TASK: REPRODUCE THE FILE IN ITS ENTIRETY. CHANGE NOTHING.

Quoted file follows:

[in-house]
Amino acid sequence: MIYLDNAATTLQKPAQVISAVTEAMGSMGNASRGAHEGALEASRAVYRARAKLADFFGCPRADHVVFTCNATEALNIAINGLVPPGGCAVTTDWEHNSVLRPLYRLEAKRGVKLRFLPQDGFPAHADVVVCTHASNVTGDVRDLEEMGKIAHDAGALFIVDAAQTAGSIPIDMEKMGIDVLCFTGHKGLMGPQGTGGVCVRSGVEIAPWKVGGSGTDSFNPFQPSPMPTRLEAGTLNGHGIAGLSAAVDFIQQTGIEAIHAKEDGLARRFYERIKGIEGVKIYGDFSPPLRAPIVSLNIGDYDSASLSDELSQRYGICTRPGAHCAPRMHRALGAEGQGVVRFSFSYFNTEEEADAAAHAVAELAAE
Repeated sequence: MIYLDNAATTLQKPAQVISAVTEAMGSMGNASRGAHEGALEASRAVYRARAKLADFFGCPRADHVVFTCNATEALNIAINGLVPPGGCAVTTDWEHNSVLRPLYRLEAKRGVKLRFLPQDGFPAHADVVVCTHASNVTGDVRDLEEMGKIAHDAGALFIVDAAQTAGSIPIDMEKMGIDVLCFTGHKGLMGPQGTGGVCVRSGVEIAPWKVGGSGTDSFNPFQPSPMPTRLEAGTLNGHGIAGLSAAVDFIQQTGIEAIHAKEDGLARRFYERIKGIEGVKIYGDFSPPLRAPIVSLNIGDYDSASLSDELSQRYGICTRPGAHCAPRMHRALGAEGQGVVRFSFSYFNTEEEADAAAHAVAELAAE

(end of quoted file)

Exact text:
[in-house]
Amino acid sequence: MIYLDNAATTLQKPAQVISAVTEAMGSMGNASRGAHEGALEASRAVYRARAKLADFFGCPRADHVVFTCNATEALNIAINGLVPPGGCAVTTDWEHNSVLRPLYRLEAKRGVKLRFLPQDGFPAHADVVVCTHASNVTGDVRDLEEMGKIAHDAGALFIVDAAQTAGSIPIDMEKMGIDVLCFTGHKGLMGPQGTGGVCVRSGVEIAPWKVGGSGTDSFNPFQPSPMPTRLEAGTLNGHGIAGLSAAVDFIQQTGIEAIHAKEDGLARRFYERIKGIEGVKIYGDFSPPLRAPIVSLNIGDYDSASLSDELSQRYGICTRPGAHCAPRMHRALGAEGQGVVRFSFSYFNTEEEADAAAHAVAELAAE
Repeated sequence: MIYLDNAATTLQKPAQVISAVTEAMGSMGNASRGAHEGALEASRAVYRARAKLADFFGCPRADHVVFTCNATEALNIAINGLVPPGGCAVTTDWEHNSVLRPLYRLEAKRGVKLRFLPQDGFPAHADVVVCTHASNVTGDVRDLEEMGKIAHDAGALFIVDAAQTAGSIPIDMEKMGIDVLCFTGHKGLMGPQGTGGVCVRSGVEIAPWKVGGSGTDSFNPFQPSPMPTRLEAGTLNGHGIAGLSAAVDFIQQTGIEAIHAKEDGLARRFYERIKGIEGVKIYGDFSPPLRAPIVSLNIGDYDSASLSDELSQRYGICTRPGAHCAPRMHRALGAEGQGVVRFSFSYFNTEEEADAAAHAVAELAAE